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Volume 14, Number 8—August 2008

Research

Community Strains of Methicillin-Resistant Staphylococcus aureus as Potential Cause of Healthcare-associated Infections, Uruguay, 2002–2004

Stephen R. Benoit*Comments to Author , Concepción Estivariz*, Cristina Mogdasy†, Walter Pedreira‡, Antonio Galiana‡, Alvaro Galiana§, Homero Bagnulo‡, Rachel Gorwitz*, Gregory E. Fosheim*, Linda K. McDougal*, and Daniel Jernigan*
Author affiliations: *Centers for Disease Control and Prevention, Atlanta, Georgia, USA; †Asociación Española, Montevideo, Uruguay; ‡Hospital Maciel, Montevideo; §Hospital Pereira Rossell, Montevideo;

Main Article

Table 1

Association of factors with healthcare- versus community-onset CA-MRSA, hospitalized patients, centers A–D, Uruguay, 2003–2004*†

FactorsTotal no. (%), N = 182Healthcare-onset, no. (%), 
n = 38Community-onset, no. (%), 
n = 144Univariate odds of healthcare-onset (95% CI)Multivariate odds of healthcare-onset (95% CI)†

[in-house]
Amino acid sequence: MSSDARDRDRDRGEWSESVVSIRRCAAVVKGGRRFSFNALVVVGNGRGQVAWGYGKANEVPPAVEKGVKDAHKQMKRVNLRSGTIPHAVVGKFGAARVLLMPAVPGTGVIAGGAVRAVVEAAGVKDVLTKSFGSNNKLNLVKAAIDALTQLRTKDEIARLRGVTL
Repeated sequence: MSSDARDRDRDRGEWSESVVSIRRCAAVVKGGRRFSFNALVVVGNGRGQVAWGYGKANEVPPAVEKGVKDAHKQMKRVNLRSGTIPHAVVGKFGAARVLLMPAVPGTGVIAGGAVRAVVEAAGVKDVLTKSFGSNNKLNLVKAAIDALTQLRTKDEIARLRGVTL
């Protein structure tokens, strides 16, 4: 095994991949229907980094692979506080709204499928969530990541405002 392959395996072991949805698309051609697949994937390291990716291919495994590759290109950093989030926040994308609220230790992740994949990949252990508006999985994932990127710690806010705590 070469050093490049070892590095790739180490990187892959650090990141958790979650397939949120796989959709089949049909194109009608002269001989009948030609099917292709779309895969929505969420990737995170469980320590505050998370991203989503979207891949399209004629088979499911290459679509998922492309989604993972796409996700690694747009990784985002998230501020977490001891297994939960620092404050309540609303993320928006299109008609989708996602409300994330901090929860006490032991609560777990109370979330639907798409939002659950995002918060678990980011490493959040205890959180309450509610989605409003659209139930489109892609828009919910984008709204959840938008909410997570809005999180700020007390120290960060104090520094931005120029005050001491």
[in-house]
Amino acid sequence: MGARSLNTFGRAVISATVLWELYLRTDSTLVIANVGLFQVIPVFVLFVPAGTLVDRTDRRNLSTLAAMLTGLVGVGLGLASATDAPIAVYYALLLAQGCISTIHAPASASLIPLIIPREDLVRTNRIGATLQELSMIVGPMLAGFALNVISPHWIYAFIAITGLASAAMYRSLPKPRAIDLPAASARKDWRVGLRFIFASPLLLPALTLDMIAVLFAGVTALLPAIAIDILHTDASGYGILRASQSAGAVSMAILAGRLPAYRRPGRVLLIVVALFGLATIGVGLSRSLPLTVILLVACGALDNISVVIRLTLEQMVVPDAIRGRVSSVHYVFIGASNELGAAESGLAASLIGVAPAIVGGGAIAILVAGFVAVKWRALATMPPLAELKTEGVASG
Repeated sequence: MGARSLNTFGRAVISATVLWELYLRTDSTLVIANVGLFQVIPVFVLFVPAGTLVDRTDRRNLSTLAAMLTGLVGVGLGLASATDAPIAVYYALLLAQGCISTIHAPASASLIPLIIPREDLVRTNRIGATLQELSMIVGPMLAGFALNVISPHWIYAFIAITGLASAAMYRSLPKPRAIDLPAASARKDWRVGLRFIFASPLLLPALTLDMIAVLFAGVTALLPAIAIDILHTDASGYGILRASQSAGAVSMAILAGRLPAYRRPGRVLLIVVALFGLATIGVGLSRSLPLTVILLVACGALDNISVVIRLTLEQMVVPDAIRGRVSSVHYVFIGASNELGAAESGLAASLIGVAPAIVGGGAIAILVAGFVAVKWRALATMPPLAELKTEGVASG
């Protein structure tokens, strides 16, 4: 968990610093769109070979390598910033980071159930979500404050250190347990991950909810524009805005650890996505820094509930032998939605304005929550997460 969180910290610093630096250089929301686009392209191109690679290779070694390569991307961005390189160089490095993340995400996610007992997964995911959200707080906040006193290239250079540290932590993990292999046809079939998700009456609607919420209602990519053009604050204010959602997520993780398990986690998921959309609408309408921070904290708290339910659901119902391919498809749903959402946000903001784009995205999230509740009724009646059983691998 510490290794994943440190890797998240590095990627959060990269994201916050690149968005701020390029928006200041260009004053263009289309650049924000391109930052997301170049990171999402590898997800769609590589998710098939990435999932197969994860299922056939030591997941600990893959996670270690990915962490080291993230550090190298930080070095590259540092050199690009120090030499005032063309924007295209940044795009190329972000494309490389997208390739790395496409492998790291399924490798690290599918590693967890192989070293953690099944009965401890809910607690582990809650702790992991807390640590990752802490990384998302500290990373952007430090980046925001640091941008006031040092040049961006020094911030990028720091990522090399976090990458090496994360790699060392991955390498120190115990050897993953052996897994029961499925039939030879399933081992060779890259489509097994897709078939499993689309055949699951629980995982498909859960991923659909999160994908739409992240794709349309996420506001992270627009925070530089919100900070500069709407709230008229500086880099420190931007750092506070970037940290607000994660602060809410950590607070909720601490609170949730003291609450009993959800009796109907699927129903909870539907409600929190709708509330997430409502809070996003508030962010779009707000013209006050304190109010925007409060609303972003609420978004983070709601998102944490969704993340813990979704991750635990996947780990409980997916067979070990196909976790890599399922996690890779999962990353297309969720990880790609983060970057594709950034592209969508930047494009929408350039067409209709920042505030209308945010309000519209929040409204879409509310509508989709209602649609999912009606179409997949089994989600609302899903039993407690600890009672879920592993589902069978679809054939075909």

Age >18 y‡79 (44)33 (89)46 (32)17.4 (5.8–52.0)4.8 (1.2–18.7)
Male107 (59)26 (68)81 (56)1.7 (0.8–3.6)
Residence outside Montevideo§31 (20)5 (15)26 (21)0.7 (0.2–1.9)
Chronic medical condition¶51 (29)21 (57)30 (22)4.7 (2.2–10.2)
Infection site, nonskin68 (37)31 (82)37 (26)12.8 (5.2–31.5)5.1 (1.7–15.1)
Intensive-care unit admission51 (28)23 (61)28 (19)6.4 (2.9–13.7)

*CA-MRSA, community-associated methicillin-resistant Staphylococcus aureus; CI, confidence interval.
†Controlling for facility.
‡n = 180; age not available for 2 patients.
§n = 159; location of residence not available for 23 patients.
¶n = 175. Chronic conditions: chronic bronchitis, heart disease or stroke, liver or kidney disease, diabetes, HIV, AIDS, or history of immunosuppression or cancer.

Main Article

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